Today’s the day, the day of the citizenry. The day on which, with their vote, the citizens will individually express their feel for the government and their expectation for the future. There have been few times that a midterm election has been so transcendental, and that is because the President has defined the moment as a dilemma: for him or against him. Rather than a clean and respectful democratic process, he is demanding a response from the citizens that is unequivocal, definitive and one that is obviously in favor of him and him alone.
The responsibility that each of us assumes as citizens is extraordinary: with a single vote each of us must choose our popular representatives and local governors. But, more than that, our vote entails a judgement of the moment in which we are living, our hopes for the future and the best way to attain them. The problem with, and the virtue of, democracy is that these must be expressed in an instant, with a mark on each of the respective ballots. What is interesting in this is that we Mexicans will find ourselves on pins and needles regarding how everyone else votes.
As we near the time to vote, it is essential for us to consider where we are, where we are going, what is next and who offers a greater degree of certainty for advancing toward the desired direction. It is evident that each citizen will evaluate distinct factors when deciding concerning their vote, but there is doubtlessly an array of elements that affect all of us, directly or indirectly, albeit in different ways.
What is exceptional about election day is not the enormous number of posts that will be settled by the citizen vote (the most extensive number to date of this young democracy), but that a midterm in itself commands such great transcendence. In a country of divided government with the president in charge of the Executive Branch, definitory elections tend to be presidential. However, given the personalistic, aggressive, and exclusionary fashion that has typified the government of President López Obrador in its first three years, the question before each voter is whether carte blanche should be conferred on its upcoming, and final, three years, or whether its way of being merits strengthening of the legislative branch to ensure the existence of an effective counterweight contributing to a more balanced country and to a president more committed to the entire citizenry.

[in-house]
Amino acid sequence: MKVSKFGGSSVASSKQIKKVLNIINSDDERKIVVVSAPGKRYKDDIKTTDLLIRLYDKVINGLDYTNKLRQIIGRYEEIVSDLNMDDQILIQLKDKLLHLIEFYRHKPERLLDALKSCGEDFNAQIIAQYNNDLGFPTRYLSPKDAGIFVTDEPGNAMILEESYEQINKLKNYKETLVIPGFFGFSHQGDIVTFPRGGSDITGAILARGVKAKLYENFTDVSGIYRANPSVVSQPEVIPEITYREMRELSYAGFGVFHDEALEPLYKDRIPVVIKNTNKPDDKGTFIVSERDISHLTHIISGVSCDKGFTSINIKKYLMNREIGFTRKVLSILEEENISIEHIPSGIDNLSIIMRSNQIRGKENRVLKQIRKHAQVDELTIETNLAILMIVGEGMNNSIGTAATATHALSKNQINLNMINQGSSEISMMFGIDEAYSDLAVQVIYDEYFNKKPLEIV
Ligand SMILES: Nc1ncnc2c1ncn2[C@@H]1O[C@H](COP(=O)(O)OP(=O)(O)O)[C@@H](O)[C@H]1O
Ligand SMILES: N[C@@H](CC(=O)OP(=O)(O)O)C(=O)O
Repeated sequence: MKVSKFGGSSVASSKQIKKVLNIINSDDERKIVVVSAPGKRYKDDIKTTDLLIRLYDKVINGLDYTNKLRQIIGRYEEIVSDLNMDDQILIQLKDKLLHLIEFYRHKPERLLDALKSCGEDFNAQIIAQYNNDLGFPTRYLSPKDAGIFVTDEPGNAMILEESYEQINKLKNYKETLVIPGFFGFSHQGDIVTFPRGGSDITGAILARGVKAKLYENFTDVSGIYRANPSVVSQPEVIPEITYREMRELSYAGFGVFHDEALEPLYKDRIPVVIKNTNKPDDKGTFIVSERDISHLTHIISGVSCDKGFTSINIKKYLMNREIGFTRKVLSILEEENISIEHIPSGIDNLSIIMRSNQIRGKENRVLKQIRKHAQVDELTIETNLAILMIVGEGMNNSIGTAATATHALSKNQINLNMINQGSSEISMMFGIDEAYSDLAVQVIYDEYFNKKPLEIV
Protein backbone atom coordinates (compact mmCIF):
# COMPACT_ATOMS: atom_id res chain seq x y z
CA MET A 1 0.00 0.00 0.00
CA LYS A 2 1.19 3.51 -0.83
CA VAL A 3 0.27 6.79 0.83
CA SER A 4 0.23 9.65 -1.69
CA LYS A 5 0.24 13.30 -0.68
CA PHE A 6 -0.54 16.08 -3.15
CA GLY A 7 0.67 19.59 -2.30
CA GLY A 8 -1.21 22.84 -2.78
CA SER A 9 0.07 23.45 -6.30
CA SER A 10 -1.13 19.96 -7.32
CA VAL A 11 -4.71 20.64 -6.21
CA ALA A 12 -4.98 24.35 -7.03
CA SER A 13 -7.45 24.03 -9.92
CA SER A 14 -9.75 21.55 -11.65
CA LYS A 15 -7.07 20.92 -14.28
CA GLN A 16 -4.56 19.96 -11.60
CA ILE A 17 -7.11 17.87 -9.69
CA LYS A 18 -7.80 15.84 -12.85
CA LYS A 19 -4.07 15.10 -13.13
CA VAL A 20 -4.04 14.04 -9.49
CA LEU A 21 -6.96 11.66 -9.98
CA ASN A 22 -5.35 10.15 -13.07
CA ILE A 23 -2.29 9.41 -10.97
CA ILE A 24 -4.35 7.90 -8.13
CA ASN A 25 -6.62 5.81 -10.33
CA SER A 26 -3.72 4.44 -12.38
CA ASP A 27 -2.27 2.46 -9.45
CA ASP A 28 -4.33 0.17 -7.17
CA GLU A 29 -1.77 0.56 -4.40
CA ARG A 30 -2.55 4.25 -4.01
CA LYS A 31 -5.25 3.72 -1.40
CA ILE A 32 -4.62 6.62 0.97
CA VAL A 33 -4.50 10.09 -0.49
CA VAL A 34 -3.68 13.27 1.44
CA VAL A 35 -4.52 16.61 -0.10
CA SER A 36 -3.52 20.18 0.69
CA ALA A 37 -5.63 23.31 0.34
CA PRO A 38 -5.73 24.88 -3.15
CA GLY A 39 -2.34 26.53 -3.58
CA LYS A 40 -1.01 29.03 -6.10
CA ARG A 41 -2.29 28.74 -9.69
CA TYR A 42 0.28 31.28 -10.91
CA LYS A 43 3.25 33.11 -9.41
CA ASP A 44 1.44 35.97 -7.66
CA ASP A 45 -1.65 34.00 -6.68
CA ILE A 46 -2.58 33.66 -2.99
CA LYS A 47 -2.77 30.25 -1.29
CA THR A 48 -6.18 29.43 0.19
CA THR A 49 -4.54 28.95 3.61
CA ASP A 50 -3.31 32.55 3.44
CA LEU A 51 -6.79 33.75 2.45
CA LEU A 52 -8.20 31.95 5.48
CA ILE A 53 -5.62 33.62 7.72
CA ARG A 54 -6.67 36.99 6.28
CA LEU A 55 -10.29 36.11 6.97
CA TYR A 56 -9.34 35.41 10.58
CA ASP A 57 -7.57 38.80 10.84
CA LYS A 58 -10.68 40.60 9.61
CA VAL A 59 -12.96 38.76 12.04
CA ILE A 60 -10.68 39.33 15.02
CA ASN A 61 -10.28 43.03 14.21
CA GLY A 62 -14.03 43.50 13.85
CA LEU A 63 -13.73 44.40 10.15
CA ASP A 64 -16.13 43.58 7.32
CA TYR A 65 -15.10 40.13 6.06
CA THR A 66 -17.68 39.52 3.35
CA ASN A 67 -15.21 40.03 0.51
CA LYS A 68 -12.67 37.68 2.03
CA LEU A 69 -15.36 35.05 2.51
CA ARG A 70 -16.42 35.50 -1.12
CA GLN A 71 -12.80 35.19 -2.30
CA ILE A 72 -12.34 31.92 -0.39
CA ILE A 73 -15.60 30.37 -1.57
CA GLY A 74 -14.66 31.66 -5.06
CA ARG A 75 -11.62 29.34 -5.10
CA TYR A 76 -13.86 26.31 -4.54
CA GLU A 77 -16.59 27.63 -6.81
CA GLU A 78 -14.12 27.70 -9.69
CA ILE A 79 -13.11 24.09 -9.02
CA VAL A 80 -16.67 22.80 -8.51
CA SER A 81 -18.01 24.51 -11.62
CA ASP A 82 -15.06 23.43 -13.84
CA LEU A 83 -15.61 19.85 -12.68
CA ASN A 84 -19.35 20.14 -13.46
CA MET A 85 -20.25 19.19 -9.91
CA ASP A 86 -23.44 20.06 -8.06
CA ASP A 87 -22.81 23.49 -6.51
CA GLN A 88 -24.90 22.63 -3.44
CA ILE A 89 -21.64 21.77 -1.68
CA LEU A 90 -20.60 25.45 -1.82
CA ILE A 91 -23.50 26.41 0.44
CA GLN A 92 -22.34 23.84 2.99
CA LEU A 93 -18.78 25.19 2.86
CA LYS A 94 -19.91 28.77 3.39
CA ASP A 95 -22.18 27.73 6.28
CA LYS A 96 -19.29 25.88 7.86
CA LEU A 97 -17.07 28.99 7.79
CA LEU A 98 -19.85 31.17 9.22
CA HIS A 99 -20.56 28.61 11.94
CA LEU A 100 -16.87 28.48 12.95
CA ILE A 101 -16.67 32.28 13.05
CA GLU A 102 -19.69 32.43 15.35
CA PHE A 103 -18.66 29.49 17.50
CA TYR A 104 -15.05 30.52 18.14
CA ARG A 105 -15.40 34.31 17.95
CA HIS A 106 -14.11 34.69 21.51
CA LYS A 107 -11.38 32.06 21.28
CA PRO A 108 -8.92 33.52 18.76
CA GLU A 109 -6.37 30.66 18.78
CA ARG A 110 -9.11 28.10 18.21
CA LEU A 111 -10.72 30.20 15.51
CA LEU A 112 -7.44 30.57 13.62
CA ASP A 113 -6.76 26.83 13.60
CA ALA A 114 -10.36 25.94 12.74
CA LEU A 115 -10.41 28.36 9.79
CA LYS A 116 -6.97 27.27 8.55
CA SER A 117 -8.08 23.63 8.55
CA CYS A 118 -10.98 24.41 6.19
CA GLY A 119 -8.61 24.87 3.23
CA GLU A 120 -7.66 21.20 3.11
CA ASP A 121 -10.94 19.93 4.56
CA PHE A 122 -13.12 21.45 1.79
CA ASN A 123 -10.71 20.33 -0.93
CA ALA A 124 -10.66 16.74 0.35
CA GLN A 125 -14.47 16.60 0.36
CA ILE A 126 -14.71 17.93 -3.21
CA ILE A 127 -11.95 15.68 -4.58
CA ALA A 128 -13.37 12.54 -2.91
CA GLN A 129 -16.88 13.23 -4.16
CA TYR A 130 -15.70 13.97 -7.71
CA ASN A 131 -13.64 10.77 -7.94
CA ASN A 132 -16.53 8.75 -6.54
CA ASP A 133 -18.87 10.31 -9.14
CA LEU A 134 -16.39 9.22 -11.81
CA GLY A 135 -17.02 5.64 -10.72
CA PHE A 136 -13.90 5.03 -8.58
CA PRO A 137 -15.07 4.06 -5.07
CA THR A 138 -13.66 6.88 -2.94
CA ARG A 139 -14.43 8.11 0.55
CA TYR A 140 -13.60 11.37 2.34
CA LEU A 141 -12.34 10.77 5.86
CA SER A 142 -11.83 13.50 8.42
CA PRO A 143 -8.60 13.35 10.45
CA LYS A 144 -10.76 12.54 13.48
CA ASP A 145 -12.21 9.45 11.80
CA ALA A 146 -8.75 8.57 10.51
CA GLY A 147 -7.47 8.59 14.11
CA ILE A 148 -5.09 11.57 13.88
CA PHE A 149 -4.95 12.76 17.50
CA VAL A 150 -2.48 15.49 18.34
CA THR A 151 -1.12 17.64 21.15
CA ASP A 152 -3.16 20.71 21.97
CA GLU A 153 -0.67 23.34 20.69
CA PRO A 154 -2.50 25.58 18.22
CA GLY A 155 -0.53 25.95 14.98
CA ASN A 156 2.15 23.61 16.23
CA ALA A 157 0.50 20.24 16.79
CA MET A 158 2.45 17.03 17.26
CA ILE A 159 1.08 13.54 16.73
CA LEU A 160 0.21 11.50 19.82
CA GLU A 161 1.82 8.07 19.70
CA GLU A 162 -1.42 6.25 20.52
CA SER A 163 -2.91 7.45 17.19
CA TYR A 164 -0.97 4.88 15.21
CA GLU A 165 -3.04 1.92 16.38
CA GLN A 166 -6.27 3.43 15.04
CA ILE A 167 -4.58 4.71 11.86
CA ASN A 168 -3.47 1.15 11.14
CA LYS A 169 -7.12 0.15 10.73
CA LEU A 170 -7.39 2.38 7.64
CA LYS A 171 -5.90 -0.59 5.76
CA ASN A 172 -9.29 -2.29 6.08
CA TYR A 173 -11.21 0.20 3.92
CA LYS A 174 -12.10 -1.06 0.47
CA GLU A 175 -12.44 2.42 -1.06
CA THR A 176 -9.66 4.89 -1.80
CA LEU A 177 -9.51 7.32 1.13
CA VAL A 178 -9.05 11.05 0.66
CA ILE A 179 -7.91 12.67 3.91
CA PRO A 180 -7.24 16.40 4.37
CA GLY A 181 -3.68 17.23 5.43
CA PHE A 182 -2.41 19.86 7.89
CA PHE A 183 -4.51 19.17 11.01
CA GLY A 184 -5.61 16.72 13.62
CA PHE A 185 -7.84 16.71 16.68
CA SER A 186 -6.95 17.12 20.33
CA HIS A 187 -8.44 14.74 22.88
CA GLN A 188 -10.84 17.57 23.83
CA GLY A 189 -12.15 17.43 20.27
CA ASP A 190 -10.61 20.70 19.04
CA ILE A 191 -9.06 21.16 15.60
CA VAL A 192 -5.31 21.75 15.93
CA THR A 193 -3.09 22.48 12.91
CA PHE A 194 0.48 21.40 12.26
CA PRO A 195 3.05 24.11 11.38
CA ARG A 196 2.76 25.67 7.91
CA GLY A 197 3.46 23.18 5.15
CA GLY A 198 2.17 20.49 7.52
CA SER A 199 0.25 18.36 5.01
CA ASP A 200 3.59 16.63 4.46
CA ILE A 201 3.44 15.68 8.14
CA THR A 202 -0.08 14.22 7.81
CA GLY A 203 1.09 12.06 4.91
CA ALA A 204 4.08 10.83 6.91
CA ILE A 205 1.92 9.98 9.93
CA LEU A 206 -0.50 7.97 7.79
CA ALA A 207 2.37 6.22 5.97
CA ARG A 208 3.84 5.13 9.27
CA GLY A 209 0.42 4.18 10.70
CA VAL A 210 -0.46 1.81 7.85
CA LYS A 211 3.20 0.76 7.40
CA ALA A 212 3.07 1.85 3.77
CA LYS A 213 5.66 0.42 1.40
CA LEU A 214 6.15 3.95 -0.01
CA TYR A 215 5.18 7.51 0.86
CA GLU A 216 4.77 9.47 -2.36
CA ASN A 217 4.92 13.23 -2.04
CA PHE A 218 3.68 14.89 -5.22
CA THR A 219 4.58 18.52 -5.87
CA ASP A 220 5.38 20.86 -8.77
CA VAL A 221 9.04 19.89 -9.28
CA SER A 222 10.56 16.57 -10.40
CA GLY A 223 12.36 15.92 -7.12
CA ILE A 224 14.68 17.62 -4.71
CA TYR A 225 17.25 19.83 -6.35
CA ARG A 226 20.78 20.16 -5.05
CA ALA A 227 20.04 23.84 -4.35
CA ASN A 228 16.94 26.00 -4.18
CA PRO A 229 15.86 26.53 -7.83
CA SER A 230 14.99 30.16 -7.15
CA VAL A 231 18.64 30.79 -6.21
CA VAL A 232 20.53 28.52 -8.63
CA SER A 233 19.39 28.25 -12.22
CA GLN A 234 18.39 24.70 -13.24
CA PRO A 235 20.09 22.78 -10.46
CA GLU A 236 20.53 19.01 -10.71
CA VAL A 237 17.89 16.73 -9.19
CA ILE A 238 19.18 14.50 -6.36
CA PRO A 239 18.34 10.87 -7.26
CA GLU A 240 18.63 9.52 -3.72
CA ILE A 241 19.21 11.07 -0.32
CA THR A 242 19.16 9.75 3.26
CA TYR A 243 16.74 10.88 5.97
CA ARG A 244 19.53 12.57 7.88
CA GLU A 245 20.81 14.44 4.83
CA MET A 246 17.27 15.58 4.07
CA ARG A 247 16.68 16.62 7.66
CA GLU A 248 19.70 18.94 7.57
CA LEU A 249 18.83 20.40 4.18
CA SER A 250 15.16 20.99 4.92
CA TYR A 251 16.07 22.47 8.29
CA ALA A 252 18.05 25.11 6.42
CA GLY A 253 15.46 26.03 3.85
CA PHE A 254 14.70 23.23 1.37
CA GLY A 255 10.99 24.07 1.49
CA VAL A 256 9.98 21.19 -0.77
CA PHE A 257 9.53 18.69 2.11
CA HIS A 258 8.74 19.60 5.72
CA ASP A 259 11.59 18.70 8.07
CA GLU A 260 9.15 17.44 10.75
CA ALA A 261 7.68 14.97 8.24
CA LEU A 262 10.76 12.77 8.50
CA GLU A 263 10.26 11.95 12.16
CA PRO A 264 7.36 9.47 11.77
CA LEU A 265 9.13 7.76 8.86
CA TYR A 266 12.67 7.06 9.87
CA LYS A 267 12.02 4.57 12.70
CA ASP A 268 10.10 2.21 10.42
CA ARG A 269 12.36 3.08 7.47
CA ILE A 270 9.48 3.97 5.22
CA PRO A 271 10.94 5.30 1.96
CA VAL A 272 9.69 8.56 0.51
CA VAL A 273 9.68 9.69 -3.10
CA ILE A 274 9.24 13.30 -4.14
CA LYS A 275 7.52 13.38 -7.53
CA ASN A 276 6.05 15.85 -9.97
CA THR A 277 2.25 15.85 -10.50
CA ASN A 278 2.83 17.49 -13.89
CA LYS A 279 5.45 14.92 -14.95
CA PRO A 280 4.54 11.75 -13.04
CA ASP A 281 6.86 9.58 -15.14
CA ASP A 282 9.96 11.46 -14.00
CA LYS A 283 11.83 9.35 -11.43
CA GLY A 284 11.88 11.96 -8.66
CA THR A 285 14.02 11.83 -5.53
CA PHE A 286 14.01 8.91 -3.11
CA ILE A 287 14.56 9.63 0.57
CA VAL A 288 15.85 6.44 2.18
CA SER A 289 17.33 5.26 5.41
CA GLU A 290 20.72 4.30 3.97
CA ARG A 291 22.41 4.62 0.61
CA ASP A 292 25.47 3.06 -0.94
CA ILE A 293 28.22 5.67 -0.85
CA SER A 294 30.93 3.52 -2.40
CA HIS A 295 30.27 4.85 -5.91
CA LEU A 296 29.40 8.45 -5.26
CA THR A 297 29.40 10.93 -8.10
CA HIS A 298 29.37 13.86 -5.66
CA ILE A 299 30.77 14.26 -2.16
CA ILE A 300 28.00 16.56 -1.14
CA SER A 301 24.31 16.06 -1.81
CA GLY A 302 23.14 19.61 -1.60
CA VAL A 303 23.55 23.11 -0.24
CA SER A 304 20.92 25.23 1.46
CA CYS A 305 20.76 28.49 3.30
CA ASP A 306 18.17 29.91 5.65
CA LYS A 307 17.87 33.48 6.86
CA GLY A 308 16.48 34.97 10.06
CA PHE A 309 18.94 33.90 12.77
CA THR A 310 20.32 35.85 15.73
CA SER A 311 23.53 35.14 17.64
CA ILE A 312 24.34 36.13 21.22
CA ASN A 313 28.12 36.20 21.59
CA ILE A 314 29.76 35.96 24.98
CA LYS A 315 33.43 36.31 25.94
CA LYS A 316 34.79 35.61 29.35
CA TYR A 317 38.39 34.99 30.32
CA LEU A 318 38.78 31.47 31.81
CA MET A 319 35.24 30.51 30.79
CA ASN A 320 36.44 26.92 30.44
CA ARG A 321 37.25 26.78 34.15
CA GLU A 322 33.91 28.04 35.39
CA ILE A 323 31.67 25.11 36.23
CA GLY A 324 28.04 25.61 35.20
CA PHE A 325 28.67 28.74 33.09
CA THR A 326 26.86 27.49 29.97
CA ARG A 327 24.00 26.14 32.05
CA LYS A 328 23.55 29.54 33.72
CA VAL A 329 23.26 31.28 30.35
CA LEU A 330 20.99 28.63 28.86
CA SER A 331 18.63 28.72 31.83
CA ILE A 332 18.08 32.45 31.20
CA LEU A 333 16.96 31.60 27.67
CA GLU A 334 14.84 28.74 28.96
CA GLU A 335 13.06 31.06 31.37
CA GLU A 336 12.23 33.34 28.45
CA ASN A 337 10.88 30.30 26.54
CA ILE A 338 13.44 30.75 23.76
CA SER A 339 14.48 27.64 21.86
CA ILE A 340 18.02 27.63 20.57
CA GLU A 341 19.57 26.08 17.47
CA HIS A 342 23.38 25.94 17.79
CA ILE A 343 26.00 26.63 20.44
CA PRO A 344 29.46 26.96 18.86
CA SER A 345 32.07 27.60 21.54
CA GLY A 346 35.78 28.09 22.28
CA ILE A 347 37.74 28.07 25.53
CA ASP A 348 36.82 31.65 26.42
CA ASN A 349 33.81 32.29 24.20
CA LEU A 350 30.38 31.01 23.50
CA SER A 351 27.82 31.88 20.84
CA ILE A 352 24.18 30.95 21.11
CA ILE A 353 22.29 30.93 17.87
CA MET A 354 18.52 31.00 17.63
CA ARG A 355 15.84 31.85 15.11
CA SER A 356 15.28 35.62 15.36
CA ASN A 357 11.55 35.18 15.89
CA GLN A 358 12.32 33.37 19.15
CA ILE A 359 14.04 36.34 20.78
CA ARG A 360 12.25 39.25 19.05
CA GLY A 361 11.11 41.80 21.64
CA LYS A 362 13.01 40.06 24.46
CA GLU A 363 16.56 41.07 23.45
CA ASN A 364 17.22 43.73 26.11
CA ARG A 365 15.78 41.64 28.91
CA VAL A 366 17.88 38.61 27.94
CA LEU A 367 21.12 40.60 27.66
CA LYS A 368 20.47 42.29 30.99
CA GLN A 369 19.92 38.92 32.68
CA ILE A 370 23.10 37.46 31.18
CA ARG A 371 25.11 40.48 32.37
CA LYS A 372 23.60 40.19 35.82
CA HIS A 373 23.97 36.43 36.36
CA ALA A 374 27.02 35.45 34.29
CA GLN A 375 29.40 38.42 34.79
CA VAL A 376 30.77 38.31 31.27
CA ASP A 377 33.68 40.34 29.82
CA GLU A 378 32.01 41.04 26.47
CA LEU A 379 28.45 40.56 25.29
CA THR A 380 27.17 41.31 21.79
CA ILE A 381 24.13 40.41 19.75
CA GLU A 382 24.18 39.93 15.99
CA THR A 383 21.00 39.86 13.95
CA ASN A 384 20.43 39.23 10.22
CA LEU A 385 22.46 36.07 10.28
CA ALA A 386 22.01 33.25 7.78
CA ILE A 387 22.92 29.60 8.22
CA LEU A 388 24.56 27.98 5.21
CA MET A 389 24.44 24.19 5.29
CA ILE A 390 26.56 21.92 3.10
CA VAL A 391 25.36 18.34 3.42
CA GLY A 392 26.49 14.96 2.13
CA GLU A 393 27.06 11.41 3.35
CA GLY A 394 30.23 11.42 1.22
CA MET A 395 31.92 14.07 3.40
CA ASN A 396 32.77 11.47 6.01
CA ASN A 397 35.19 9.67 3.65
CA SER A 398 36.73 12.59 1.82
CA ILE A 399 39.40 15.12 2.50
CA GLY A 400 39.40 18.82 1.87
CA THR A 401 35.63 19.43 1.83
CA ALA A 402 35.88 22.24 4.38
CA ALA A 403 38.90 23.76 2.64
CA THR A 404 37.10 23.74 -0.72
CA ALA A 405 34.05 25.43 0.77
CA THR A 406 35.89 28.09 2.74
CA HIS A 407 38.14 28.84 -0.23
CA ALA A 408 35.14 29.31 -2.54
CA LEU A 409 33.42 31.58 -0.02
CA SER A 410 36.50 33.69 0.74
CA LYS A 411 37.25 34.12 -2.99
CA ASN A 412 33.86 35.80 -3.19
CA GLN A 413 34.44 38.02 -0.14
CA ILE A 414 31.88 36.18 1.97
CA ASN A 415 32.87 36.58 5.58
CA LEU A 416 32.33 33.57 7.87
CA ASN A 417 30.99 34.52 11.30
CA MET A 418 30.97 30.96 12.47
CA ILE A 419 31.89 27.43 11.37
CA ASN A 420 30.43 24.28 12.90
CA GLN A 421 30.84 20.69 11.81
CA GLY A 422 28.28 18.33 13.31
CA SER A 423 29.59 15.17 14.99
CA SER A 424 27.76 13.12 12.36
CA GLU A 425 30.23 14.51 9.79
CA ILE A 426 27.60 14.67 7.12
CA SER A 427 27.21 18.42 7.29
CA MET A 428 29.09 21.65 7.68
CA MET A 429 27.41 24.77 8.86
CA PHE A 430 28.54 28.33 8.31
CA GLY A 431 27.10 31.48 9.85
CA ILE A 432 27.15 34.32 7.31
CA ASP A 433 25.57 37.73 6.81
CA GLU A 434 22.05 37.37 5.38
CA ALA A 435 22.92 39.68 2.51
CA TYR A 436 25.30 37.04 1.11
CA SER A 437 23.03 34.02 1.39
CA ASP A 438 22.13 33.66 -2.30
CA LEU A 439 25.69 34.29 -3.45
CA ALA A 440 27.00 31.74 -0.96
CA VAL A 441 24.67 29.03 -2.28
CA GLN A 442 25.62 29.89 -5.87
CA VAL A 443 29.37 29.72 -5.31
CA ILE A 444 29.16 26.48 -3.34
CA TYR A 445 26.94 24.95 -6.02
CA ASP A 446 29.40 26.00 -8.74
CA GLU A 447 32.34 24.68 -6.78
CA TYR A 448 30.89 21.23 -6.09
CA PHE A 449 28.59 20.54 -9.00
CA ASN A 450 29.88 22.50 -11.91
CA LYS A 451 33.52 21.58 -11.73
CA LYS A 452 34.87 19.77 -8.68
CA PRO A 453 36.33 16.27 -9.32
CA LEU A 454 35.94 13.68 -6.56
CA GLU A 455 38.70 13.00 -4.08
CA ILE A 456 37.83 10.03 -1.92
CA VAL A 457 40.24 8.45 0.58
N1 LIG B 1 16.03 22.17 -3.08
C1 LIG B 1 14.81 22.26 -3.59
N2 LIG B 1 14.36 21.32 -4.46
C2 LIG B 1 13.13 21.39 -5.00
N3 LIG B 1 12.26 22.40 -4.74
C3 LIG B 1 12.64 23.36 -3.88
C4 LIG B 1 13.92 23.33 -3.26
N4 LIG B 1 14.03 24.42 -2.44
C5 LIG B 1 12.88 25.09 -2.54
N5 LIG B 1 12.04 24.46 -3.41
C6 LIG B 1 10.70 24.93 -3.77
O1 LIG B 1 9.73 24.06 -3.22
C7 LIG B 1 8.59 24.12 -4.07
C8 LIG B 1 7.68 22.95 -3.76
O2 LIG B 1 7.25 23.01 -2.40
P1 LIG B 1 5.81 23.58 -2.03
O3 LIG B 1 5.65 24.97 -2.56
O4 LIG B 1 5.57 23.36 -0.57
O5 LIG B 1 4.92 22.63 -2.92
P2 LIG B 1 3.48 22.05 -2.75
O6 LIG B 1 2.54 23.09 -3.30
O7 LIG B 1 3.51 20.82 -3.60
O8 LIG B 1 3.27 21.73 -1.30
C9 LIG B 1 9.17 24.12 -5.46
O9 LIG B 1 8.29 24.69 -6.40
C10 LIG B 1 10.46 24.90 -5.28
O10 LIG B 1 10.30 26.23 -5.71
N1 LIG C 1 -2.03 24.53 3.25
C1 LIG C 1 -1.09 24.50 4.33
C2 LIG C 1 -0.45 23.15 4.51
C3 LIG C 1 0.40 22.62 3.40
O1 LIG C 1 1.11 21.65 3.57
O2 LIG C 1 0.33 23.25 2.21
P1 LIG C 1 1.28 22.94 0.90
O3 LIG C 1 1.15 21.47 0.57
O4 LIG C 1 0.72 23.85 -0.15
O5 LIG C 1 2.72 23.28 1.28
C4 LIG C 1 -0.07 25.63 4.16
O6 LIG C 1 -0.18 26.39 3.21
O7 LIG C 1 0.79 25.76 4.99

Nobody can predict what the future holds. Notwithstanding this, there is not the least doubt that during the last decades the country has had bad governments and some that were mediocre, all promising grand solutions only to end up with shattered expectations and a sea of corruption. President López Obrador made it to the presidency due to an electorate that was fed up, to a greater degree than to the quality of his proposal of government that, in practice, has consisted of nothing other than the concentration of the power in his person.
His program of government is reduced to three infrastructure projects of doubtful relevance and a mechanism of cash transfers to his clienteles. Instead of seeking the way to generate an economic platform that permits the production of wealth and good and permanent jobs for balanced development and better income distribution, his vision is limited to handing out money without producing anything. The rhetoric can disguise many governmental acts, but does not engender incomes or permanent jobs, the latter the only means of emerging from the current paralysis, poverty, and inequality.
At the beginning of this President’s six-year term, I published a book in which I began by saying that the President had correctly identified the three principal problems confronting the country: the low economic growth rate (on average), the poverty and the inequality. However, I wrote, his proposal for tackling these was erroneous and it would fail because he would not recognize nor accept that the problem lies in the conditions under which a huge part of the population lives and that it is those conditions and circumstances that should be attacked. In place of that, the President has devoted himself to attempting to recreate the fantasy of an idyllic world that came to a halt, not by the design of those whom he calls adversaries, but because of the lack of vision of his predecessors who ended up in the doldrums, as he will, because they refused to address the problems of the reality of today.
The sharp contrasts that are the trait of Mexico today can be resolved and President López Obrador possesses the legitimacy to face up to them, but his project is blind to the political and economic reality, as well as the enormous complexity, of Mexico in the 21st century and the tremendous potential of the citizenry in all corners of the country. Returning to the impoverishing authoritarianism of the past will achieve nothing more than destroying what little advancement there has been, without building anything better along the way. But the President is not willing to consider alternatives, even those that fortify his probability of effectively eliminating those ancestral ills.
Faced with this, the citizenry must opt today, with its vote, between ratifying the path adopted by the President or constructing another way out in the form of effective counterweights that compel the population to assume its own responsibility implicit in that definition of the country’s future. Let us vote!